For a landlord, determining how to keep tenants longer can be much like nailing jello to the wall. After all, apartment-renters are by nature a transient population. In many cases, that's why they're renting and not buying. They want flexibility, the ability to move or buy when the time is right.
From the landlord's perspective, it's obviously better to have all units occupied all the time. Vacancies mean lost income while frequent tenant turnover can mean big expenses for repairs and re-painting. And a new tenant, when you get one, is not a sure bet in terms of timely payments or respect for the property.
So how do individual landlords and management companies improve tenant retention? It's not easy, especially in markets where there are more units than demand.
Given comparable units, it's sometimes best to price rents somewhat below the market, say $25 a month. At first this may seem like an annual loss of $300, but if it means renting sooner or fewer vacancies, such lost income is really a marketing cost well spent.
Structure the lease so that the last month is free or half-price. The attraction of this benefit is that it only kicks-in when tenants complete their lease, a fair deal for everyone.
Use Tenant Marketing
In some cases current tenants have friends, co-workers, relatives, and others who might be good rental candidates. Be sure to tell current tenants when units are likely to be available.
Be a Good Landlord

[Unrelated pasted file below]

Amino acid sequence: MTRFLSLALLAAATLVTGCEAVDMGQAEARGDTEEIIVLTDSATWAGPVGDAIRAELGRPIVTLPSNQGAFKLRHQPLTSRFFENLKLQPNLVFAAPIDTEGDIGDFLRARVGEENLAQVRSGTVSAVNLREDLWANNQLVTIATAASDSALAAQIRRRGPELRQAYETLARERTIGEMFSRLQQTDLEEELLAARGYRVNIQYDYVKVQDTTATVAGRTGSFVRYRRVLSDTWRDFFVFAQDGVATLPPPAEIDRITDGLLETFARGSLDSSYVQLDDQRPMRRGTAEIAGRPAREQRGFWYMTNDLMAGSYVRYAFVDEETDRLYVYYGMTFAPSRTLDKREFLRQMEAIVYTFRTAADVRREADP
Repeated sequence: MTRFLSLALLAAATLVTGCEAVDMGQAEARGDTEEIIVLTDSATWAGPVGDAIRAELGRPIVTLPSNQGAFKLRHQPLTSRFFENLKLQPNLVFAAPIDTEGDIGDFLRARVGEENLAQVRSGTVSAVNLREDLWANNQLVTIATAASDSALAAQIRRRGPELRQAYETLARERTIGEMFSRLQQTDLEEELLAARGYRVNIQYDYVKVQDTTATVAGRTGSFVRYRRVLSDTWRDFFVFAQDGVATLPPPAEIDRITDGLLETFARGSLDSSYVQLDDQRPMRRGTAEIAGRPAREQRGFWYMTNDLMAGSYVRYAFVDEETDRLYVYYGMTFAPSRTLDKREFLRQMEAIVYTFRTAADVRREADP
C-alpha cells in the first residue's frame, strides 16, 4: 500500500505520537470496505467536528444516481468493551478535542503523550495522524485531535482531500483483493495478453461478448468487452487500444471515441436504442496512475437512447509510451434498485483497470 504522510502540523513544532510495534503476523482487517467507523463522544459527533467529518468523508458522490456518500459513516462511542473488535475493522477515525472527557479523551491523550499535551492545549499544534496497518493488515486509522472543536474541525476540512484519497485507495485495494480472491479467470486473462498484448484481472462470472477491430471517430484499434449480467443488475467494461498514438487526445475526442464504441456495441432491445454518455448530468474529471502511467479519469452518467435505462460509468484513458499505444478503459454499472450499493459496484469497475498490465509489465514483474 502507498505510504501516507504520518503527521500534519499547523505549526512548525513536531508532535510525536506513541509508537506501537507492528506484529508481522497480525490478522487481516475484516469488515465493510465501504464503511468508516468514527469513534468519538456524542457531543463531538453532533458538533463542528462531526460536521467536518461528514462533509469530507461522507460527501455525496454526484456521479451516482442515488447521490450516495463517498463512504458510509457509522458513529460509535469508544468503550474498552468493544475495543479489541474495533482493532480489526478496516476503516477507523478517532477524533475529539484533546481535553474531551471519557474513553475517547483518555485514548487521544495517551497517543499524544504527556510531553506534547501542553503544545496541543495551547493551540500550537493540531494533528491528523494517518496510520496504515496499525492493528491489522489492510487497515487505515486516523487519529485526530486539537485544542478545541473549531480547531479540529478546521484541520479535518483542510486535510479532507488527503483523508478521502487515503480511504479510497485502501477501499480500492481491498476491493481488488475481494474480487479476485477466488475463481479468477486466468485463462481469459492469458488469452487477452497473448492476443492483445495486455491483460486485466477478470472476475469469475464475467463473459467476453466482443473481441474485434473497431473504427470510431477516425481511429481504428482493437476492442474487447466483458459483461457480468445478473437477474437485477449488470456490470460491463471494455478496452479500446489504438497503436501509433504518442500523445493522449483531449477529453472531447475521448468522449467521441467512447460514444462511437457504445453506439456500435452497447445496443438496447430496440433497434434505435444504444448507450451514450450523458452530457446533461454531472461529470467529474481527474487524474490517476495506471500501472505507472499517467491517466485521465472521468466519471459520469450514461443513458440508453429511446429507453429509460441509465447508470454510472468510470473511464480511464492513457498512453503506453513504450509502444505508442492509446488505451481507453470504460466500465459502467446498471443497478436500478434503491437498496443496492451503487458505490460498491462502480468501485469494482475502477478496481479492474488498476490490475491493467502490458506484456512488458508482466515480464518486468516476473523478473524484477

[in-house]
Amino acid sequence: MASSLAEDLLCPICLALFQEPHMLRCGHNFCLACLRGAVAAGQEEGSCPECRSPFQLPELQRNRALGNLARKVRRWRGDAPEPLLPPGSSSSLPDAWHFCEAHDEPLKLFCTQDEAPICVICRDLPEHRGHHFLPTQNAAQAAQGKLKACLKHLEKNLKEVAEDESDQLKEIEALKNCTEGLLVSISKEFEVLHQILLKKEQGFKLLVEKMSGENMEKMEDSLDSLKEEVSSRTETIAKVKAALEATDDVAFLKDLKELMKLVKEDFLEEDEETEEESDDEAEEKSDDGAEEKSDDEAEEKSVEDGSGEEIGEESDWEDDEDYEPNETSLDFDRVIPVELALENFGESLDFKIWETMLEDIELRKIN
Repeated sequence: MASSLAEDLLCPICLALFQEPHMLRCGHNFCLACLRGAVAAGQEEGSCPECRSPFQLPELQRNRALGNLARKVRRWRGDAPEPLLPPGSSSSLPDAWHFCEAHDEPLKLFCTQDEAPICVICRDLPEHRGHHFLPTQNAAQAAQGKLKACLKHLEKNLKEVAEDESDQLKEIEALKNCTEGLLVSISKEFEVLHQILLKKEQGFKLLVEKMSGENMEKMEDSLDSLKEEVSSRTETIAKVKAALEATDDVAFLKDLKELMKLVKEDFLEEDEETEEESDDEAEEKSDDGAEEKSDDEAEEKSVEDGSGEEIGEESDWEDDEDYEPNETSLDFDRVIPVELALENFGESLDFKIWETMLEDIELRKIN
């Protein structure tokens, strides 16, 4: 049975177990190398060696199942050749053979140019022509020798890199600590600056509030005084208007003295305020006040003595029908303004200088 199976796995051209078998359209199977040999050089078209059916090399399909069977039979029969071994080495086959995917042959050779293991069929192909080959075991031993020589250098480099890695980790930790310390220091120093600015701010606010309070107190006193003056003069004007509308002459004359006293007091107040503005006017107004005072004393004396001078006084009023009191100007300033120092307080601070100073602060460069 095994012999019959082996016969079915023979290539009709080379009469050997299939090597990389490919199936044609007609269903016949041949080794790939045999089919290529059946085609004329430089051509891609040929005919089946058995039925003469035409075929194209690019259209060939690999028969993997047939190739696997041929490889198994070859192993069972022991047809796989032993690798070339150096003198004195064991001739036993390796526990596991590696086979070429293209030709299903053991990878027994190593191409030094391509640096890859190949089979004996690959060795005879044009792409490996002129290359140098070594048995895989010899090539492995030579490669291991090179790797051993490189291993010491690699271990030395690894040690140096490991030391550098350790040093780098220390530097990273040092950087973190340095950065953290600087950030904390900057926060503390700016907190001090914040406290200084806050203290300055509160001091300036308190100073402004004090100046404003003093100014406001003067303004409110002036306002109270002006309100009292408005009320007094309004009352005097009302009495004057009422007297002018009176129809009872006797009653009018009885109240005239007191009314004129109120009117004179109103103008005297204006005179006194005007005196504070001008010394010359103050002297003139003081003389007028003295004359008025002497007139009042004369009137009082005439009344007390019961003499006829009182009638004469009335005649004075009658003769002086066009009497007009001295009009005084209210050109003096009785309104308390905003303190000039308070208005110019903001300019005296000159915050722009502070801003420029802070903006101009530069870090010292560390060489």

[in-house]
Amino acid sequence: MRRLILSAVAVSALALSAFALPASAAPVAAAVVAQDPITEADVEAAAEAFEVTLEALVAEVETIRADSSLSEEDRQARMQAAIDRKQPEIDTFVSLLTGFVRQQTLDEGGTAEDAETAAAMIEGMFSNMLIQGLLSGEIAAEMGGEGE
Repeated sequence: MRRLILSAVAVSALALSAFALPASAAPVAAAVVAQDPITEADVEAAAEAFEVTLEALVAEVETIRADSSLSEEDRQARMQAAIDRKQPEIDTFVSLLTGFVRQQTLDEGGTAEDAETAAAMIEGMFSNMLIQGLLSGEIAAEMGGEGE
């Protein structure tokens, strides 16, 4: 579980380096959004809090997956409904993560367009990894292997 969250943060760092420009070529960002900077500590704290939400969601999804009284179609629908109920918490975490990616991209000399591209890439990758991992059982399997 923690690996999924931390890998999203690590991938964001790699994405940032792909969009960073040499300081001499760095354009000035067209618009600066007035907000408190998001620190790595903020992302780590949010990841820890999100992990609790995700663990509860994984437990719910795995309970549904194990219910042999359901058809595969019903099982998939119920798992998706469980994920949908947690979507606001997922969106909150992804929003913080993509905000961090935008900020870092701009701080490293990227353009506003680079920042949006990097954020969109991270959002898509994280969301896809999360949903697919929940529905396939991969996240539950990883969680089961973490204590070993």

Landlord/tenant relations need not be the real estate equivalent of war. Tenants must meet certain expectations and so should owners. In particular, properties should be well maintained, repairs should be made promptly and tenant concerns should be heard. The benefit: a better rent roll and a more valuable property.
A range of institutions have ongoing needs for rental properties--military bases, universities, hospitals and big corporations are all likely to have housing offices. Speak with housing officials. They can advise you regarding the requirements to be listed on their system and pricing information.
Every six months ask tenants to evaluate the property. Ask about matters such as cleanliness, maintenance, exterior areas, amenities, noise, parking and management.
Communication can increase resident satisfaction. A newsletter, for example, can keep everyone informed regarding the property, community events and resident news. It's also a good place to announce improvements. A community bulletin board can also have value. Newsletters and bulletin boards can announce community events such as cook-outs and parties.
If you're going to raise rates, then give tenants adequate notice... as much in advance as possible. Where applicable, rent control laws may have minimal notification requirements, but landlords are not prevented from giving notice well in advance of statutory requirements.
The nature of the landlord-tenant relationships is often one of complaints and disputes... but it doesn't have to be this way. Landlords can do their part, and the result can be increased retention rates, fewer vacancies and greater property values.
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